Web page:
23

In C++11 we can cast a strongly-typed enum (enum class) to its underlying type. But it seems we cannot cast a pointer to the same:

enum class MyEnum : int {};

int main()
{
  MyEnum me;

  int iv = static_cast<int>(me); // works
  int* ip = static_cast<int*>(&me); // "invalid static_cast"
}

I'm trying to understand why this should be: is there something about the enum mechanism that makes it hard or nonsensical to support this? Is it a simple oversight in the standard? Something else?

It seems to me that if an enum type is truly built on top of an integral type as above, we should be able to cast not only the values but also the pointers. We can still use reinterpret_cast<int*> or a C-style cast but that's a bigger hammer than I thought we'd need.

  • Maybe this is simply a compiler problem? – Kirill Kobelev Jul 4 '14 at 4:21
  • @KirillKobelev: It could be; I've tried GCC 4.7.2 and 4.9.0 which is very recent and both rejected it. If you have a compiler that accepts it please let us know. All those online compiler websites are blocked by the firewall where I am now. – John Zwinck Jul 4 '14 at 4:47
  • 1
    I think simply because it's not worth adding an exception to the pointer conversion rules in the standard, pointers to completely unrelated types (and they are unrelated because enums are distinct types, even if it does have the same underlying type) can never be cast to one another. What would be the use case for such a cast? – user657267 Jul 4 '14 at 4:47
  • @user657267: struct Foo : Bar makes Foo and Bar related. While the enum case is not the same, we can surely agree that MyEnum and int are "related" in some way: std::underlying_type<MyEnum>::type is indeed int, so the compiler understands the relationship already. My use case is when we have one part of a system which expects to store a pointer to an int and we want to add semantics to what is being stored there. Pretty much the same as if a base-class pointer were stored and we put a derived class instance there. – John Zwinck Jul 4 '14 at 5:06
  • 1
    With -fstrict-aliasing, g++ actually relies on the fact that int* and MyEnum* do not alias: Live example – dyp Jul 12 '14 at 22:17
13

TL;DR: The designers of C++ don't like type punning.

Others have pointed out why it's not allowed by the standard; I will try to address why the writers of the standard might have made it that way. According to this proposal, the primary motivation for strongly-typed enums was type safety. Unfortunately, type safety means many things to many people. It's fair to assume consistency was another goal of the standards committee, so let's examine type safety in other relevant contexts of C++.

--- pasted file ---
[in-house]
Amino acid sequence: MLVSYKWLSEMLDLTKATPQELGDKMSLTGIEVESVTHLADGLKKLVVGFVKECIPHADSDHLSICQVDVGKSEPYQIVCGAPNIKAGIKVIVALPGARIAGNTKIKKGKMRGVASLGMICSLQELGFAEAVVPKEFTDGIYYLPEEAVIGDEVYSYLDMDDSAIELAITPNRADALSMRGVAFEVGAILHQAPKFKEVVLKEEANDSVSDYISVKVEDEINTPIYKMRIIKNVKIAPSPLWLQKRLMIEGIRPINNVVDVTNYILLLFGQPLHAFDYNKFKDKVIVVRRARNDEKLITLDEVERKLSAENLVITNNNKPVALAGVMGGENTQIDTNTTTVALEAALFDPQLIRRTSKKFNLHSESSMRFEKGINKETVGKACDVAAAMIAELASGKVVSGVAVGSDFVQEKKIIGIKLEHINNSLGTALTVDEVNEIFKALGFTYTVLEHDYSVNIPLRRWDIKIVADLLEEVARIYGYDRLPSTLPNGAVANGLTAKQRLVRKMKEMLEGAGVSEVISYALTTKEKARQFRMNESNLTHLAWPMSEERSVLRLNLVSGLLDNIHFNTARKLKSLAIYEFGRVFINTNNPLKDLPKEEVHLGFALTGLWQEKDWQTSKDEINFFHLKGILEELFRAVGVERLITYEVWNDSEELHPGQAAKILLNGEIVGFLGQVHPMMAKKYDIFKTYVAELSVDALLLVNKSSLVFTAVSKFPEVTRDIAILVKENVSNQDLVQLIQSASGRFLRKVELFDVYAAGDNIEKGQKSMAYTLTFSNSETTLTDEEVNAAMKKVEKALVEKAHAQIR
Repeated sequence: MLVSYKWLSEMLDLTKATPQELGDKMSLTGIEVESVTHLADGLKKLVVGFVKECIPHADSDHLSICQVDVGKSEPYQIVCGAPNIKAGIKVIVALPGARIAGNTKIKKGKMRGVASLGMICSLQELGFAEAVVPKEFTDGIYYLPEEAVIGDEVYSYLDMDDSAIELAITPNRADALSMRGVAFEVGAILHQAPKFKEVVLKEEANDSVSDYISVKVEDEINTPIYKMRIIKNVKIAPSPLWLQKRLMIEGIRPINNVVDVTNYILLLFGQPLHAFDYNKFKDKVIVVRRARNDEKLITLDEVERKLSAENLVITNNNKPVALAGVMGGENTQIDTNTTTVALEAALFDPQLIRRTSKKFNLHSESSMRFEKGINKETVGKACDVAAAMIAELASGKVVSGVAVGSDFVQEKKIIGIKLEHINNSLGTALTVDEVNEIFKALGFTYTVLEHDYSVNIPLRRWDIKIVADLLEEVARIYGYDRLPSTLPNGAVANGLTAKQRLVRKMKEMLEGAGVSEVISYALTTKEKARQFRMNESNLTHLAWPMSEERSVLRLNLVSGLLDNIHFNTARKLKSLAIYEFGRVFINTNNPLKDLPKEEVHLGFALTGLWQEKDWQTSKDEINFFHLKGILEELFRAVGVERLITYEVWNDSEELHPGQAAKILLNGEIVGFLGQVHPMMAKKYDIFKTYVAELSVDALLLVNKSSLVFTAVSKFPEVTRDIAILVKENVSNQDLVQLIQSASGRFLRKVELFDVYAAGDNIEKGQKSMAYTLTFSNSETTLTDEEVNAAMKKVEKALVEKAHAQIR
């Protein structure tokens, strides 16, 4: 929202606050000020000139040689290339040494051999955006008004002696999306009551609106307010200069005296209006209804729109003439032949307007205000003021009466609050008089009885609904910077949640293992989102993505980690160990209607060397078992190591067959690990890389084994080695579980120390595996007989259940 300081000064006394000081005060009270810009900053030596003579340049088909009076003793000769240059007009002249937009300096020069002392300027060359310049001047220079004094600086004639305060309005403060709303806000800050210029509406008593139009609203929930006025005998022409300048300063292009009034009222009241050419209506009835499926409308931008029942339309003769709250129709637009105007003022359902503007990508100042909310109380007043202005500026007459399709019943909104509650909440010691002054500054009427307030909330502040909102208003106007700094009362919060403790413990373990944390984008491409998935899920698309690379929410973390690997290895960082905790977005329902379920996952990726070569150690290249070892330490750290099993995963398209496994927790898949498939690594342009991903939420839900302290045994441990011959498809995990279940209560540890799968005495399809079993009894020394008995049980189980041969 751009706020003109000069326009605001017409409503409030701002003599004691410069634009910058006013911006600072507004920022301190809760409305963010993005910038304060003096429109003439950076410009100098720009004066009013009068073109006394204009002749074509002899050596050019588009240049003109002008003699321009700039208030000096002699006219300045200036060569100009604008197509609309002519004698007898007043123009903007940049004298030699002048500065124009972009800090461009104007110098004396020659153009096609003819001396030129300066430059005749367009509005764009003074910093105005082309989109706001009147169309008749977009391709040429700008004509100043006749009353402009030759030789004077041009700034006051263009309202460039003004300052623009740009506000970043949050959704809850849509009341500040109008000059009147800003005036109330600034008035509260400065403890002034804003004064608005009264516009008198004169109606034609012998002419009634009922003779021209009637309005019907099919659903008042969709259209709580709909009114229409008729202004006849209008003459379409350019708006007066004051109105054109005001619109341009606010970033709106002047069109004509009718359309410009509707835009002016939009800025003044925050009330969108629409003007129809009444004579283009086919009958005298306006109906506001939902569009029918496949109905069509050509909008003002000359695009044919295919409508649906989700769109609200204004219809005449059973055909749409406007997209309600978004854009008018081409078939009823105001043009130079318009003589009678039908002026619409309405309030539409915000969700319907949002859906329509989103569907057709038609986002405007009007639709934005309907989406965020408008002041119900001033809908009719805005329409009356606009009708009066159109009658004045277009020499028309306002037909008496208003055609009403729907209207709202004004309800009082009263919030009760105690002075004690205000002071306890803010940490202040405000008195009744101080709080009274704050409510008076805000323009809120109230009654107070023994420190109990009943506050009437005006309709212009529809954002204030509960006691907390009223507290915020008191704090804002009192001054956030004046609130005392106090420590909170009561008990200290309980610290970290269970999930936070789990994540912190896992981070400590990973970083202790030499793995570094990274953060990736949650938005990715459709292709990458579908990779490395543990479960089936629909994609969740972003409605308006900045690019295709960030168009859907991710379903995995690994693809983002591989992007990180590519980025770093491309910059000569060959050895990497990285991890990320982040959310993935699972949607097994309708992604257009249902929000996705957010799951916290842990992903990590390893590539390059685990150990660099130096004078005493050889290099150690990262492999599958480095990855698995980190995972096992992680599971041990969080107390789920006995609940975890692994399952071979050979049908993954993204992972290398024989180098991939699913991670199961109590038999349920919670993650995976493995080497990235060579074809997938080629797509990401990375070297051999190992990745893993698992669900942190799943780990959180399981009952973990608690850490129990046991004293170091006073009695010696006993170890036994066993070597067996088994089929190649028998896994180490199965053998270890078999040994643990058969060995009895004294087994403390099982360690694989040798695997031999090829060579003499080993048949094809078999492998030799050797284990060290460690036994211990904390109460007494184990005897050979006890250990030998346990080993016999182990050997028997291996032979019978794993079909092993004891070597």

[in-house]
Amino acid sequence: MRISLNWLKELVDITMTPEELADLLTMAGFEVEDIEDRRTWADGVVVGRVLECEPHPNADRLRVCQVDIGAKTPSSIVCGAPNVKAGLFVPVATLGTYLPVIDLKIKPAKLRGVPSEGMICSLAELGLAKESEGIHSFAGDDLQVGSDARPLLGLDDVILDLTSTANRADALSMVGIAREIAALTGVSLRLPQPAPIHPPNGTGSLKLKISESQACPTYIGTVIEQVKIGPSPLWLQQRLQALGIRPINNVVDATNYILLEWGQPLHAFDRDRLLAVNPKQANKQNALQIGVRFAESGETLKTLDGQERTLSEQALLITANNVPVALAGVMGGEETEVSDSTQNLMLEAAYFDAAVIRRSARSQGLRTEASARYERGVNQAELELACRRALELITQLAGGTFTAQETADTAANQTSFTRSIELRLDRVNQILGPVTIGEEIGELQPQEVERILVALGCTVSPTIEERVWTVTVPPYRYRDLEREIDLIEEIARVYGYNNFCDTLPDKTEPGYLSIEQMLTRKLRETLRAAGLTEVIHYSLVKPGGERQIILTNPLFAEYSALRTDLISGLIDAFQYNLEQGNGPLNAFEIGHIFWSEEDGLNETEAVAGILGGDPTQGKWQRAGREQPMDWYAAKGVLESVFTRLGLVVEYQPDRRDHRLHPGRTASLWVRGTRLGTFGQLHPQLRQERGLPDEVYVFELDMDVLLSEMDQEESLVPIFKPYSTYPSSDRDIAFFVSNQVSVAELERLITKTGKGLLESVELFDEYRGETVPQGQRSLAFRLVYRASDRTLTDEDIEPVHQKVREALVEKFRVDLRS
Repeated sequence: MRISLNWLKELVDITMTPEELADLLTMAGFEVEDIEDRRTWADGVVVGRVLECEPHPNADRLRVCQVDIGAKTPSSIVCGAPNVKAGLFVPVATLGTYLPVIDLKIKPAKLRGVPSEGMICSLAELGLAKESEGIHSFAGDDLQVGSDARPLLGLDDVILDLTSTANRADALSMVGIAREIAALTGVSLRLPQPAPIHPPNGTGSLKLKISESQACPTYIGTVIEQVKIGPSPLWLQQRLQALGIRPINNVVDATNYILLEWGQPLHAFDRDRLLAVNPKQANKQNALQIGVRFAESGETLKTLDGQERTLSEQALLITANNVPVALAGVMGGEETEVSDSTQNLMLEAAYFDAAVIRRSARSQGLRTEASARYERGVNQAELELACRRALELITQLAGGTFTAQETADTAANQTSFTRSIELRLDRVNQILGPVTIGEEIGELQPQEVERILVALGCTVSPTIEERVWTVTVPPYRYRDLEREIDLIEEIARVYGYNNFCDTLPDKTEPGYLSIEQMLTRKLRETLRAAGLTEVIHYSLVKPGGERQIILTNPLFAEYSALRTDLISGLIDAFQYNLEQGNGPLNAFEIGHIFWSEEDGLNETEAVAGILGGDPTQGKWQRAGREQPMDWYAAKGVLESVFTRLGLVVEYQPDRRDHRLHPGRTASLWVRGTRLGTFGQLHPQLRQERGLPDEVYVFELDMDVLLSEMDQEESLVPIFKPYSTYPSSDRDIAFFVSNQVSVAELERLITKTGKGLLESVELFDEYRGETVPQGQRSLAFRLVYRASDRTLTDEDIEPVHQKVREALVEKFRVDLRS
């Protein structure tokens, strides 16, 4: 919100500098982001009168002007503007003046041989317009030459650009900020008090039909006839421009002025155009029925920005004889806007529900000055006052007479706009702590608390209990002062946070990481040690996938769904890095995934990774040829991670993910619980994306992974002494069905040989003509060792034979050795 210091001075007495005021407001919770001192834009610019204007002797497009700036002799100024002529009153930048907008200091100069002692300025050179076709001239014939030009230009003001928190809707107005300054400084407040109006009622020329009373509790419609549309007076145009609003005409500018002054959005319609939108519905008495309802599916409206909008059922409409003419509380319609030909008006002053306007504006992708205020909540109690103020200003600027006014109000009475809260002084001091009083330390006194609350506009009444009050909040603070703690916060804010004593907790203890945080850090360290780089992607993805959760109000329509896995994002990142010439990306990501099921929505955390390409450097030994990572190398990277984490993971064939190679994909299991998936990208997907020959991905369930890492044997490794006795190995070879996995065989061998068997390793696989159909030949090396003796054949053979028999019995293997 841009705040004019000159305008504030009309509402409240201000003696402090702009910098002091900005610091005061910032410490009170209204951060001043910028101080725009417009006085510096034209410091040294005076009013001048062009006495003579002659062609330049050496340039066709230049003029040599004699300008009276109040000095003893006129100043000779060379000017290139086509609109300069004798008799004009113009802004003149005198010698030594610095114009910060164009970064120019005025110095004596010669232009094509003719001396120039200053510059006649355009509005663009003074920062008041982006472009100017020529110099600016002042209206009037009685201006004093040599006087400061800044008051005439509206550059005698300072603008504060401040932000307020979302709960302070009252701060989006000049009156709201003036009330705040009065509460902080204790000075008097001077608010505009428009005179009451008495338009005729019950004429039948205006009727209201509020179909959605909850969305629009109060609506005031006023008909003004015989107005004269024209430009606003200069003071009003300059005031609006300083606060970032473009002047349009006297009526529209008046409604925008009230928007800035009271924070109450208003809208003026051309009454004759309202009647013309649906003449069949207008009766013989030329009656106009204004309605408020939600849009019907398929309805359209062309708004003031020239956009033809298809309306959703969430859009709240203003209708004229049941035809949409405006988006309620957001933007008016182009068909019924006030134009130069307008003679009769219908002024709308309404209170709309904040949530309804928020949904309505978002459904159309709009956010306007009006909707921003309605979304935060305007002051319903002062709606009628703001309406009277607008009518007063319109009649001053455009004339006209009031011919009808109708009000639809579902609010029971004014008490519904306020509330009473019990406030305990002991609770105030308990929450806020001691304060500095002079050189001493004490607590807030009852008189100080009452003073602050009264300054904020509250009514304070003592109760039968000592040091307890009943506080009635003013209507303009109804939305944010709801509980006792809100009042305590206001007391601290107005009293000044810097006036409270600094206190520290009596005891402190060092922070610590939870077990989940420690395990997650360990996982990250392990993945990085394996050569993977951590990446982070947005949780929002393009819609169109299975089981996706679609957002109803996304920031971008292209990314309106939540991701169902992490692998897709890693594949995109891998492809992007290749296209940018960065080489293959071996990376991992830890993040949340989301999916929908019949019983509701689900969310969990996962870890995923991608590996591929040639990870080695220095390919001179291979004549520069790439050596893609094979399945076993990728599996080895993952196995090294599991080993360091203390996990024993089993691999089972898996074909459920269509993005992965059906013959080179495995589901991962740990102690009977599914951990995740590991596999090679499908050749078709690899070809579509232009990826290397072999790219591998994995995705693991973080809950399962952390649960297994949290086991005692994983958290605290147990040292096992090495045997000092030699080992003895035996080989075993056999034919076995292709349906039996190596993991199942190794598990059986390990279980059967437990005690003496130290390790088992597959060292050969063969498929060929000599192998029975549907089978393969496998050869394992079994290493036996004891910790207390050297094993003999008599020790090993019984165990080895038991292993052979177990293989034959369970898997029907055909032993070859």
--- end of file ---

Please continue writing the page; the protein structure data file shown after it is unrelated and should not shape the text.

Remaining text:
C++ type safety

In C++ in general, types are unrelated unless explicitly specified to be related (through inheritance). Consider this example:

class A
{
    double x;
    int y;
};

class B
{
    double x;
    int y;
};

void foo(A* a)
{
    B* b = static_cast<B*>(a); //error
}

Even though A and B have the exact same representation (the standard would even call them "standard-layout types"), you cannot convert between them without a reinterpret_cast. Similarly, this is also an error:

class C
{
public:
    int x;
};

void foo(C* c)
{
    int* intPtr = static_cast<int*>(c); //error
}

Even though we know the only thing in C is an int and you can freely access it, the static_cast fails. Why? It's not explicitly specified that these types are related. C++ was designed to support object-oriented programming, which provides a distinction between composition and inheritance. You can convert between types related by inheritance, but not those related by composition.

Based on the behavior you've seen, it's clear strongly-typed enums are related by composition to their underlying types. Why might this have been the model the standard committee chose?

Composition vs Inheritance

There are many articles on this issue better written than anything I could fit here, but I'll attempt to summarize. When to use composition vs. when to use inheritance is certainly a grey area, but there are many points in favor of composition in this case.

  1. Strongly-typed enums are not intended to be used as integral values. Thus the 'is-a' relationship indicated by inheritance does not fit.
  2. On the highest level, enums are meant to represent a set of discrete values. The fact that this is implemented through assigning an id number to each value is generally not important (unfortunately C exposes and thus enforces this relationship).
  3. Looking back at the proposal, the listed reason for allowing a specified underlying type is to specify the size and signedness of the enum. This is much more of an implementation detail than an essential part of the enum, again favoring composition.